At room temperature, sulfur is a soft bright yellow solid. Although sulfur is infamous for its smell - frequently compared to rotten eggs - the odor is actually characteristic of hydrogen sulfide (H2S); elemental sulfur is odorless. It burns with a blue flame that emits sulfur dioxide, notable for its peculiar suffocating odor. Sulfur is insoluble in water but soluble in carbon disulfide and to a lesser extent in other organic solvents such as benzene. Common oxidation states of sulfur include −2, +2, +4 and +6. Sulfur forms stable compounds with all elements except the noble gases.
Sulfur in the solid state ordinarily exists as a cyclic crown-shaped S8 molecules. Sulfur has many allotropes besides S8. Removing one atom from the crown gives S7, which is responsible for sulfur's distinctive yellow color. Many other rings have been prepared, including S12 and S18. By contrast, its lighter neighbor oxygen only exists in two states of chemical significance: O2 and O3. Selenium, the heavier analogue of sulfur can form rings but is more often found as a polymer chain.
The crystallography of sulfur is complex. Depending on the specific conditions, the sulfur allotropes form several distinct crystal structures, with rhombic and monoclinic S8 best known.
A noteworthy property is that the viscosity of molten sulfur, unlike most other liquids, increases with temperature due to the formation of polymer chains. However, after a certain temperature is reached, the viscosity is reduced because there is enough energy to break the chains.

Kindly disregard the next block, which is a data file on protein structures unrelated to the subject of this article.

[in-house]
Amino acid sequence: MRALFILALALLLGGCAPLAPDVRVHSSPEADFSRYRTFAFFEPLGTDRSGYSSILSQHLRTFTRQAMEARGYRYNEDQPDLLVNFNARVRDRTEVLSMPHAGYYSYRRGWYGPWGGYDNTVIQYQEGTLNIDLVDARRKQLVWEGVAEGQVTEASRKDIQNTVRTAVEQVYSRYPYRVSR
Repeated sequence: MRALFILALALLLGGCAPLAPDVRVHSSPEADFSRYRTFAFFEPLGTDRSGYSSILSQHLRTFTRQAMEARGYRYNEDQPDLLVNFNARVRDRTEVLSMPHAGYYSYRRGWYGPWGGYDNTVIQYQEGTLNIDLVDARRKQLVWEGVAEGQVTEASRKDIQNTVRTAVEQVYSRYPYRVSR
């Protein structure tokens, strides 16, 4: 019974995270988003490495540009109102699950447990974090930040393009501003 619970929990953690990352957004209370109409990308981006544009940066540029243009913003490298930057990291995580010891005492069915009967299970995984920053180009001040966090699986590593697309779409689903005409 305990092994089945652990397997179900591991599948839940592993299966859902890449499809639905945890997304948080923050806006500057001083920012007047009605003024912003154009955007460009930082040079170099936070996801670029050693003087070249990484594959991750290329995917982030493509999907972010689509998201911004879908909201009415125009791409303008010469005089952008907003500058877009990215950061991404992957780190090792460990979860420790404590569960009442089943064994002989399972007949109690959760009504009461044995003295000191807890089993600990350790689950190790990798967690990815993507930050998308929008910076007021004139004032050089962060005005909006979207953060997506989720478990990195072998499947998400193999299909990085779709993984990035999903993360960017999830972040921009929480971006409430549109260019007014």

Amorphous or "plastic" sulfur can be produced through the rapid cooling of molten sulfur. X-ray crystallography studies show that the amorphous form may have a helical structure with eight atoms per turn. This form is metastable at room temperature and gradually reverts back to crystalline form. This process happens within a matter of hours to days but can be rapidly catalyzed
Sulfur has many industrial uses. Through its major derivative, sulfuric acid (H2SO4), sulfur ranks as one of the more important elements used as an industrial raw material. It is of prime importance to every sector of the world's economies.
Sulfuric acid production is the major end use for sulfur, and consumption of sulfuric acid has been regarded as one of the best indices of a nation's industrial development. More sulfuric acid is produced in the United States every year than any other industrial chemical.
Sulfur is also used in batteries, detergents, the vulcanization of rubber, fungicides, and in the manufacture of phosphate fertilizers. Sulfites are used to bleach paper and as a preservative in wine and dried fruit. Because of its flammable nature, sulfur also finds use in matches, gunpowder, and fireworks. Sodium or ammonium thiosulfate are used as photographic fixing agents. Magnesium sulfate, better known as Epsom salts can be used as a laxative, a bath additive, an exfoliant, or a magnesium supplement for plants.
In the late 1700s, furniture makers used molten sulfur to produce decorative inlays in their craft. Because of the sulfur dioxide given off during the process of melting sulfur, the craft of sulfur inlays was soon abandoned.